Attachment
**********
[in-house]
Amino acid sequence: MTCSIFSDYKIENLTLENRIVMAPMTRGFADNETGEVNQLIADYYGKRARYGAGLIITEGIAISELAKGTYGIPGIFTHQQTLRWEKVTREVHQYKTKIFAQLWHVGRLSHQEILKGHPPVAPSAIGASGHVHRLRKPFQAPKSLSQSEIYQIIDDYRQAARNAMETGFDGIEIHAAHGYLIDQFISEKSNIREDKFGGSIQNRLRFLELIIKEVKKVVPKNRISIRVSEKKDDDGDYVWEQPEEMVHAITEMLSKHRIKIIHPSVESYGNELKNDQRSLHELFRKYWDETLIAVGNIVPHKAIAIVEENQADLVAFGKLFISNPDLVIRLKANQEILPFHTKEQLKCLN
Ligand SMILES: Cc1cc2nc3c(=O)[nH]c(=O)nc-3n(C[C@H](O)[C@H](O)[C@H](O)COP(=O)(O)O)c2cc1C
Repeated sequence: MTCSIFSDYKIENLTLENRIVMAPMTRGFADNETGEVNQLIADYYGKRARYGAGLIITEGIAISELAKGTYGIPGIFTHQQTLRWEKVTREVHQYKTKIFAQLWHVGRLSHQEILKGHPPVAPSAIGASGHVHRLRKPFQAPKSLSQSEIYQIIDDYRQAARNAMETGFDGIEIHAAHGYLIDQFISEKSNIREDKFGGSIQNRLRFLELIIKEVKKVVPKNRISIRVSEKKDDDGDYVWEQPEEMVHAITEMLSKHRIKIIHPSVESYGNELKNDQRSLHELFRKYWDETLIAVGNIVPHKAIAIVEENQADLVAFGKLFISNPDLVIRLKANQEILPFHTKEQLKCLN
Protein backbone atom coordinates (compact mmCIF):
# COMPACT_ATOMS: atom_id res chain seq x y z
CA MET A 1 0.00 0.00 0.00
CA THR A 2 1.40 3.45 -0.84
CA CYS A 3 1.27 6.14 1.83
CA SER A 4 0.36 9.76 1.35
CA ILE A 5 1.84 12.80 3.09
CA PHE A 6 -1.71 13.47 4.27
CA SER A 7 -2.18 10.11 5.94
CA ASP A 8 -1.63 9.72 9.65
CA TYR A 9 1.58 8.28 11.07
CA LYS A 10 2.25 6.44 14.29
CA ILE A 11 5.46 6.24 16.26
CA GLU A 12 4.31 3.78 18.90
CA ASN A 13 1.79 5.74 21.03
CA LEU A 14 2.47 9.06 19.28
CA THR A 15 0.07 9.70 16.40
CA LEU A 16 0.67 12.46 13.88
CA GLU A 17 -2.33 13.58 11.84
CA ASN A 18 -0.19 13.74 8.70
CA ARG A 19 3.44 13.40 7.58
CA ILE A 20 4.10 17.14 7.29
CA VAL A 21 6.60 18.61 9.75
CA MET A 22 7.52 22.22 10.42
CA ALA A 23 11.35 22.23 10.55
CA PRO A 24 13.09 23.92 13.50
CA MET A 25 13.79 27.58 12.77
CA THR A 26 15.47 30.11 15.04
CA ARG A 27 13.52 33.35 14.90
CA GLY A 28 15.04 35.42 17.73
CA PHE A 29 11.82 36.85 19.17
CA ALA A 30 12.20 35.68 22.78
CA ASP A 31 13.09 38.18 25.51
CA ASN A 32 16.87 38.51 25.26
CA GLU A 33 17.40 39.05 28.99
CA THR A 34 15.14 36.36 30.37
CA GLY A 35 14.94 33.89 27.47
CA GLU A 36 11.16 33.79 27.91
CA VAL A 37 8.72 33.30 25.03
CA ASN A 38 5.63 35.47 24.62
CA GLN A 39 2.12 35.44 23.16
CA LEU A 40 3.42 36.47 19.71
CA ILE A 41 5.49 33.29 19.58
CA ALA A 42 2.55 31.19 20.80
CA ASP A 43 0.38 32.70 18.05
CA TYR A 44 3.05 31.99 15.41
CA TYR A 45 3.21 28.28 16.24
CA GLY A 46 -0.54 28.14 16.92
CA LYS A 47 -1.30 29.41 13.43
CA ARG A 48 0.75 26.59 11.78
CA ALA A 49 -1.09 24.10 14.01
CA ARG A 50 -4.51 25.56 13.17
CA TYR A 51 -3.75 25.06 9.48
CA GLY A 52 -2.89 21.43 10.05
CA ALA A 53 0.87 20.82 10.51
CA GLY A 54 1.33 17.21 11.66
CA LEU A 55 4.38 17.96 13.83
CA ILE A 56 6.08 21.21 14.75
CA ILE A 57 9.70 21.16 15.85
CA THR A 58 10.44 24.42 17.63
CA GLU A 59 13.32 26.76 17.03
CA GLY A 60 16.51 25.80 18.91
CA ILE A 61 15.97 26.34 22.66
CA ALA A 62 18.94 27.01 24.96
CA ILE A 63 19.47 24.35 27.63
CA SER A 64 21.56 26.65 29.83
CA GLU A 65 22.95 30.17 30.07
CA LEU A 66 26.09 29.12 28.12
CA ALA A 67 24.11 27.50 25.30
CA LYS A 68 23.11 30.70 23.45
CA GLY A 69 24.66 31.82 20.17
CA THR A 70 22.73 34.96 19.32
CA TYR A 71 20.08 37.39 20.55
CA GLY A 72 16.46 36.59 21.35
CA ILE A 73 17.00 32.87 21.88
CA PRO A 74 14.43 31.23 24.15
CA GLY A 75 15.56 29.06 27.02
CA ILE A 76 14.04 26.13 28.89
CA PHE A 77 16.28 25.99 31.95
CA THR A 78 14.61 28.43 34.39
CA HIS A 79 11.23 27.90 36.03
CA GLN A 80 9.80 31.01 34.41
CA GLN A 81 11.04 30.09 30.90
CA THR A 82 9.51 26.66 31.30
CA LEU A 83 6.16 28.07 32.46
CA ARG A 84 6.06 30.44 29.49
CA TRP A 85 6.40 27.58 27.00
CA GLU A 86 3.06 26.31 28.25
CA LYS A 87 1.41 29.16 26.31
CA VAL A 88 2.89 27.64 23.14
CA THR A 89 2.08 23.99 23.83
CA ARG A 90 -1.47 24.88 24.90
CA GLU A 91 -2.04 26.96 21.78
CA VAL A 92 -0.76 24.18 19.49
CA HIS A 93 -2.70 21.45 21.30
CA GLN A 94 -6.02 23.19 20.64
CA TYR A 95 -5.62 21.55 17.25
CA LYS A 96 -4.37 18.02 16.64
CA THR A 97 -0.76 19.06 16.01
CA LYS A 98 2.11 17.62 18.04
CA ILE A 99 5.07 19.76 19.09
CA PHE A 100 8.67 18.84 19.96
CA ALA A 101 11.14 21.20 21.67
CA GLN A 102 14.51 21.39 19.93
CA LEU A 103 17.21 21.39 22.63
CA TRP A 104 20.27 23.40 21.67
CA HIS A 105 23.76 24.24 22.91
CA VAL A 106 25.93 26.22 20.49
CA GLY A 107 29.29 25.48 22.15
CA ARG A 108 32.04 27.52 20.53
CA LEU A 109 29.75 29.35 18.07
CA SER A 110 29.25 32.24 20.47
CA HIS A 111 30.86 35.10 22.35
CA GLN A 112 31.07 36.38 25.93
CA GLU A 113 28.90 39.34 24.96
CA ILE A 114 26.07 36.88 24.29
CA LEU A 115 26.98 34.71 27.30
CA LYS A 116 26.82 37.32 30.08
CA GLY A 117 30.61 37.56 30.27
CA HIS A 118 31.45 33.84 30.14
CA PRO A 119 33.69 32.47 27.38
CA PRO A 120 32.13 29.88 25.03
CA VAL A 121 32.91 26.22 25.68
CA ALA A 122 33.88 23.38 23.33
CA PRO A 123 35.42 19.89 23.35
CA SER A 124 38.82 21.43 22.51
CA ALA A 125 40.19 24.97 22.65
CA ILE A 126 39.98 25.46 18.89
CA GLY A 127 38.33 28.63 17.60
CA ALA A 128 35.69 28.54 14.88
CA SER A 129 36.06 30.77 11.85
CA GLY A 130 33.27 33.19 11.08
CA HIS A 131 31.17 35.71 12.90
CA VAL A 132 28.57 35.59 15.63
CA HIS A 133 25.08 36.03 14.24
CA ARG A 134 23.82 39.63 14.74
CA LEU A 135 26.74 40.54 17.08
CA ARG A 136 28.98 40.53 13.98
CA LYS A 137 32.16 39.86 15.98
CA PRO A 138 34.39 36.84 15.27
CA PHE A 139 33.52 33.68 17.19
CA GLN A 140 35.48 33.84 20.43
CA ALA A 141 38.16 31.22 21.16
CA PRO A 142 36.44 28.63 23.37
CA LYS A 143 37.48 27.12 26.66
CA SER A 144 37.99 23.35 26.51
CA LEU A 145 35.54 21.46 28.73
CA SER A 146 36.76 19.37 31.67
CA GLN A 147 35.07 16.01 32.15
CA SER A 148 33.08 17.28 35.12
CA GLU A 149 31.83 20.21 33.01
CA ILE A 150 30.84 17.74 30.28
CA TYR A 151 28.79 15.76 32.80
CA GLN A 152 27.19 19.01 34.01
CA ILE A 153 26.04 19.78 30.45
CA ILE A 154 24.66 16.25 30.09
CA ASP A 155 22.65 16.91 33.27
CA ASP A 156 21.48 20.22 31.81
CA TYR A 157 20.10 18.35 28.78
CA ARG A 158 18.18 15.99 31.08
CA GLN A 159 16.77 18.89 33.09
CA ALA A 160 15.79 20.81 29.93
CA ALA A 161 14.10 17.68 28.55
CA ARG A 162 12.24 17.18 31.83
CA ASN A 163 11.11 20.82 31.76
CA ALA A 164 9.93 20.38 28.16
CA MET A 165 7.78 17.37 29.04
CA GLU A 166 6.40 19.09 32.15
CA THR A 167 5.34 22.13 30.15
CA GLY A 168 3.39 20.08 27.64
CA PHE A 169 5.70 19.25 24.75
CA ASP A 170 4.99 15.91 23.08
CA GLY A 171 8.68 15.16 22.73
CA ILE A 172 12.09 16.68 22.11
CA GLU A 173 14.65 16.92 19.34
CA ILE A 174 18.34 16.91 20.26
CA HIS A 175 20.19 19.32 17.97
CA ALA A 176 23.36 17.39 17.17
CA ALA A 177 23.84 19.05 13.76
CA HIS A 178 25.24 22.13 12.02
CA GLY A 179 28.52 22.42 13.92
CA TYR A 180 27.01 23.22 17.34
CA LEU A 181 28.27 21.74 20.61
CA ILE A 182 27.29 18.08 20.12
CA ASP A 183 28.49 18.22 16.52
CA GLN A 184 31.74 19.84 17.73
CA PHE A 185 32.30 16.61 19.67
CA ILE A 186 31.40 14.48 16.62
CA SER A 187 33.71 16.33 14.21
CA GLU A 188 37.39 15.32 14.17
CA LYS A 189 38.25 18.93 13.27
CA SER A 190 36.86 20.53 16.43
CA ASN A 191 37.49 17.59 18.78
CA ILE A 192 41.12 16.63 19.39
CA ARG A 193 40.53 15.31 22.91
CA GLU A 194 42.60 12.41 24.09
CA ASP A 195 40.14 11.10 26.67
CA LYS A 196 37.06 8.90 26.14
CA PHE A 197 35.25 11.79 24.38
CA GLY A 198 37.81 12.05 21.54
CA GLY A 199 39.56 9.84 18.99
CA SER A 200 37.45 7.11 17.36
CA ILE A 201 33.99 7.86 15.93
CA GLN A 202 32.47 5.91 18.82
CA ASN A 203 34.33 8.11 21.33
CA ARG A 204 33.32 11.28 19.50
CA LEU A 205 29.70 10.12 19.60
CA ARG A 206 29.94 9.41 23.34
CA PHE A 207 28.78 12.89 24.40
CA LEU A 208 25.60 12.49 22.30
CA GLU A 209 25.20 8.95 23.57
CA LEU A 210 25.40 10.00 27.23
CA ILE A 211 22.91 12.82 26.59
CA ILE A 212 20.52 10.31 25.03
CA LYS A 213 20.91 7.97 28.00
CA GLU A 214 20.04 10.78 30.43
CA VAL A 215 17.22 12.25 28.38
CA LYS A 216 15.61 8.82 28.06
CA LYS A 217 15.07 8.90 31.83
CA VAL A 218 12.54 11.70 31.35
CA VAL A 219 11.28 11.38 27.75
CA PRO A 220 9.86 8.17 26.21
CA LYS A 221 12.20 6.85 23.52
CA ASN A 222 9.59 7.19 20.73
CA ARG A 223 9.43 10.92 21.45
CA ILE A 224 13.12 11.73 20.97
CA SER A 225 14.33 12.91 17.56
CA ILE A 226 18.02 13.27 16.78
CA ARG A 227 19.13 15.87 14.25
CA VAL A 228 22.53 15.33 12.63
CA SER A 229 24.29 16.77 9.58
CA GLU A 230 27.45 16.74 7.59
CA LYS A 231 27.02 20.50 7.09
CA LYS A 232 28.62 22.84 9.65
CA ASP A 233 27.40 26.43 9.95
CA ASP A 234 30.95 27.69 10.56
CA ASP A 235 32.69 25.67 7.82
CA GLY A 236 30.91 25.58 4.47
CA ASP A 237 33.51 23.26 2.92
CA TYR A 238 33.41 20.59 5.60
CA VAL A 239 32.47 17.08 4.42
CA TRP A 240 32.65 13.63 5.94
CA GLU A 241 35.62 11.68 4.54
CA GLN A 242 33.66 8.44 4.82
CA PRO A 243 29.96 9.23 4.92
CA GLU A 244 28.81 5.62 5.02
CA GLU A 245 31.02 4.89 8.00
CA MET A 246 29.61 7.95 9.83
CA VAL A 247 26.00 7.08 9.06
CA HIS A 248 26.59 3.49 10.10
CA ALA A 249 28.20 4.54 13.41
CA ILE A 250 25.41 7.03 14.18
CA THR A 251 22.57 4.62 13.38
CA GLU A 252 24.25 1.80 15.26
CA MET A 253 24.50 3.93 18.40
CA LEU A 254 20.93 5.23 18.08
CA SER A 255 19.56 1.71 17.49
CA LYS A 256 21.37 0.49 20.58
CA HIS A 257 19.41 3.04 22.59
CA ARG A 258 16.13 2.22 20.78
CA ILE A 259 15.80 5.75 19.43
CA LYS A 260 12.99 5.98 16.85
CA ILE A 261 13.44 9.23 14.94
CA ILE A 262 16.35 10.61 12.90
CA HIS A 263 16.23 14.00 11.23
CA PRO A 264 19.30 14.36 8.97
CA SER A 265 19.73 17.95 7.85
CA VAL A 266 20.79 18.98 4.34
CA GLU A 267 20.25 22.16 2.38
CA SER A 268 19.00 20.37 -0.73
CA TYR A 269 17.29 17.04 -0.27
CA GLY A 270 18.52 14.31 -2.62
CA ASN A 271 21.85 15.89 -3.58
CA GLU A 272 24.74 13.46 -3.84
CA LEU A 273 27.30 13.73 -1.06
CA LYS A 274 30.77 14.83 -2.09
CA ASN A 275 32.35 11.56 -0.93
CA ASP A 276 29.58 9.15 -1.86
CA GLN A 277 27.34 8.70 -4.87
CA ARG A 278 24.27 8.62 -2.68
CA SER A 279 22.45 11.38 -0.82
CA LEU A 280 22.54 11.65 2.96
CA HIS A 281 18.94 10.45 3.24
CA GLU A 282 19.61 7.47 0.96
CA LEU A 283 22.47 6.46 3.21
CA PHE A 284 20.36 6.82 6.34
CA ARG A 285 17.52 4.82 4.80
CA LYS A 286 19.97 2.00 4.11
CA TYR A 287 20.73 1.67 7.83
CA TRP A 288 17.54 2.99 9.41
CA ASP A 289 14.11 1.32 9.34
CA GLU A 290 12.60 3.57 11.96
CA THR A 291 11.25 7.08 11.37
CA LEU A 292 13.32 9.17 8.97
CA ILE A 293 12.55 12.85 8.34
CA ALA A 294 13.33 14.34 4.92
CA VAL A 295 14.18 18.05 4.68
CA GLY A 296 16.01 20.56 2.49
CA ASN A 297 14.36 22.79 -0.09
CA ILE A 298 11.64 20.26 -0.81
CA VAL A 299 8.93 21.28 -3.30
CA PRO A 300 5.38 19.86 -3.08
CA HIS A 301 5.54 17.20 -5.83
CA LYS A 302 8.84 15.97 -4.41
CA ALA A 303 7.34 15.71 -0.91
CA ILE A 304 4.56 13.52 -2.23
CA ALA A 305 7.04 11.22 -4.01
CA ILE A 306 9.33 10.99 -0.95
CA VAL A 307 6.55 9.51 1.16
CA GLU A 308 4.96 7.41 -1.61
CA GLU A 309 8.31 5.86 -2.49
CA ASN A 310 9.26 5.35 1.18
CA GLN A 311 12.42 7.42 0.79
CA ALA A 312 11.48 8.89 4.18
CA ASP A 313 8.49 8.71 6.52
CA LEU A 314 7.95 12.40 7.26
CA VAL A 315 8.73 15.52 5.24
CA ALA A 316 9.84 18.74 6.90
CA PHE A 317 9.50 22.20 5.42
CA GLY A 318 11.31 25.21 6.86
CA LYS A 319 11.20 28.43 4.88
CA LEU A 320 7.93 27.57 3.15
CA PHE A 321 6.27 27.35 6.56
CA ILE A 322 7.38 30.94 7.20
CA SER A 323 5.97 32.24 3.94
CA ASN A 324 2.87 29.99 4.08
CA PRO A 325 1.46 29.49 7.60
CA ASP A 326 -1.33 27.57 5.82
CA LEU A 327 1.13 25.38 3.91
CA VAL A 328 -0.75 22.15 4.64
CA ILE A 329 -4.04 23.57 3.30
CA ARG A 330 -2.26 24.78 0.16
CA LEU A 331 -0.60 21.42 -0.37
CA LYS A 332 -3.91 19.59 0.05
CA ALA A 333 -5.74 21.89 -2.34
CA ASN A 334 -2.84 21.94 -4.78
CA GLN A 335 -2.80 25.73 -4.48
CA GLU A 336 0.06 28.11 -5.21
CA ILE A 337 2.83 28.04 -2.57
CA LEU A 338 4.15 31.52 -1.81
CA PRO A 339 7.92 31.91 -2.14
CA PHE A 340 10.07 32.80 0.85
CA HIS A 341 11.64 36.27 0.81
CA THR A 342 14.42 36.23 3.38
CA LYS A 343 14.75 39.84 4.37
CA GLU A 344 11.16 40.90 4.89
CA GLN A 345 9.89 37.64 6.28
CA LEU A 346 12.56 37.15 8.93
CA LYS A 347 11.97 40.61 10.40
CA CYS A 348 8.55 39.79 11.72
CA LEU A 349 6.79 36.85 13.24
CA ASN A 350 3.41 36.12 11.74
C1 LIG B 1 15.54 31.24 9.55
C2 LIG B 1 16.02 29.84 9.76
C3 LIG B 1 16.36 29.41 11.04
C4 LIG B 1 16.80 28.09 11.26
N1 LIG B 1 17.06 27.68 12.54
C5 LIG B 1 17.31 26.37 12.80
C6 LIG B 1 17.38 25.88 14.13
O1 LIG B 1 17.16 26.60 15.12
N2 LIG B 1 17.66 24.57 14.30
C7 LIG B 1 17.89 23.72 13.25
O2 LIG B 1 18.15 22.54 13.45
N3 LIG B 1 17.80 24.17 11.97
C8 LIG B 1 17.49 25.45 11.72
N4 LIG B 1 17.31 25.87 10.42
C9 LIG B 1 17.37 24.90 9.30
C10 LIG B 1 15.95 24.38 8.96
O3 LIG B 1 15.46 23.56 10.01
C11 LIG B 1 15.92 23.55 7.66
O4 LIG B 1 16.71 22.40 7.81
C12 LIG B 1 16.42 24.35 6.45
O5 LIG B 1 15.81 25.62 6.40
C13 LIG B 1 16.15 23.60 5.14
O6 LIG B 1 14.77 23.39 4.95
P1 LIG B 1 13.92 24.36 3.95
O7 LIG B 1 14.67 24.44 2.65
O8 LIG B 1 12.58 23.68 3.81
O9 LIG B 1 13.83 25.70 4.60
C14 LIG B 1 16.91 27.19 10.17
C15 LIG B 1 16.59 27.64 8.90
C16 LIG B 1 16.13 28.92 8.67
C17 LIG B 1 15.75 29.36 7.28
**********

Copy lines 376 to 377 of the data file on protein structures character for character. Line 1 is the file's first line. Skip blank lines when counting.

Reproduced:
C12 LIG B 1 16.42 24.35 6.45
O5 LIG B 1 15.81 25.62 6.40